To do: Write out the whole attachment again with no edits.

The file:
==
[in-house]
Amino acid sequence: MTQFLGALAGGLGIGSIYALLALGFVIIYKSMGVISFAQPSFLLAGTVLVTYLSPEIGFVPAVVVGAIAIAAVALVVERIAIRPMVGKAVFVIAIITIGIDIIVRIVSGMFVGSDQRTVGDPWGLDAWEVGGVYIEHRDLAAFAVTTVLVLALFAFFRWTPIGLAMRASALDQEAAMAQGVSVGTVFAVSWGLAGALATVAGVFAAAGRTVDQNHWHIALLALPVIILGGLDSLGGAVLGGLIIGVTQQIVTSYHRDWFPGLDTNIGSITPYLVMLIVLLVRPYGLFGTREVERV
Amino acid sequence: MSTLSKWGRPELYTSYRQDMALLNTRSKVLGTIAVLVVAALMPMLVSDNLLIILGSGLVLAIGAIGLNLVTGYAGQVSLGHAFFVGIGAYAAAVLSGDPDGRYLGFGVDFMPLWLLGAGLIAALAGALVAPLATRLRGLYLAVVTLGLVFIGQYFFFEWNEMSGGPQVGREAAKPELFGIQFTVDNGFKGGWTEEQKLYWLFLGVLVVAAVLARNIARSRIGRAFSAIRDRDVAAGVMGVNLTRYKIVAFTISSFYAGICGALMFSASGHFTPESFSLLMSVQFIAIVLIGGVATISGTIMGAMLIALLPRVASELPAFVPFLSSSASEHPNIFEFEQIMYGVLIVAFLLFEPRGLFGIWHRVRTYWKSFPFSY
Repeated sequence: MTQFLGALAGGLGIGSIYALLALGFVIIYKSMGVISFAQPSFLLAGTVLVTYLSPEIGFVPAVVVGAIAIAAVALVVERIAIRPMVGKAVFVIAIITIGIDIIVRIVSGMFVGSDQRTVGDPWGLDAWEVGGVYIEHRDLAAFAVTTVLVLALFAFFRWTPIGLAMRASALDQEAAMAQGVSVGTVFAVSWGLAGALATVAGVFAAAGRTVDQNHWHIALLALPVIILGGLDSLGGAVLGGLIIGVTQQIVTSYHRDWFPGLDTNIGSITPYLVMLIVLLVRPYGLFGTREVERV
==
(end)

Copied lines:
[in-house]
Amino acid sequence: MTQFLGALAGGLGIGSIYALLALGFVIIYKSMGVISFAQPSFLLAGTVLVTYLSPEIGFVPAVVVGAIAIAAVALVVERIAIRPMVGKAVFVIAIITIGIDIIVRIVSGMFVGSDQRTVGDPWGLDAWEVGGVYIEHRDLAAFAVTTVLVLALFAFFRWTPIGLAMRASALDQEAAMAQGVSVGTVFAVSWGLAGALATVAGVFAAAGRTVDQNHWHIALLALPVIILGGLDSLGGAVLGGLIIGVTQQIVTSYHRDWFPGLDTNIGSITPYLVMLIVLLVRPYGLFGTREVERV
Amino acid sequence: MSTLSKWGRPELYTSYRQDMALLNTRSKVLGTIAVLVVAALMPMLVSDNLLIILGSGLVLAIGAIGLNLVTGYAGQVSLGHAFFVGIGAYAAAVLSGDPDGRYLGFGVDFMPLWLLGAGLIAALAGALVAPLATRLRGLYLAVVTLGLVFIGQYFFFEWNEMSGGPQVGREAAKPELFGIQFTVDNGFKGGWTEEQKLYWLFLGVLVVAAVLARNIARSRIGRAFSAIRDRDVAAGVMGVNLTRYKIVAFTISSFYAGICGALMFSASGHFTPESFSLLMSVQFIAIVLIGGVATISGTIMGAMLIALLPRVASELPAFVPFLSSSASEHPNIFEFEQIMYGVLIVAFLLFEPRGLFGIWHRVRTYWKSFPFSY
Repeated sequence: MTQFLGALAGGLGIGSIYALLALGFVIIYKSMGVISFAQPSFLLAGTVLVTYLSPEIGFVPAVVVGAIAIAAVALVVERIAIRPMVGKAVFVIAIITIGIDIIVRIVSGMFVGSDQRTVGDPWGLDAWEVGGVYIEHRDLAAFAVTTVLVLALFAFFRWTPIGLAMRASALDQEAAMAQGVSVGTVFAVSWGLAGALATVAGVFAAAGRTVDQNHWHIALLALPVIILGGLDSLGGAVLGGLIIGVTQQIVTSYHRDWFPGLDTNIGSITPYLVMLIVLLVRPYGLFGTREVERV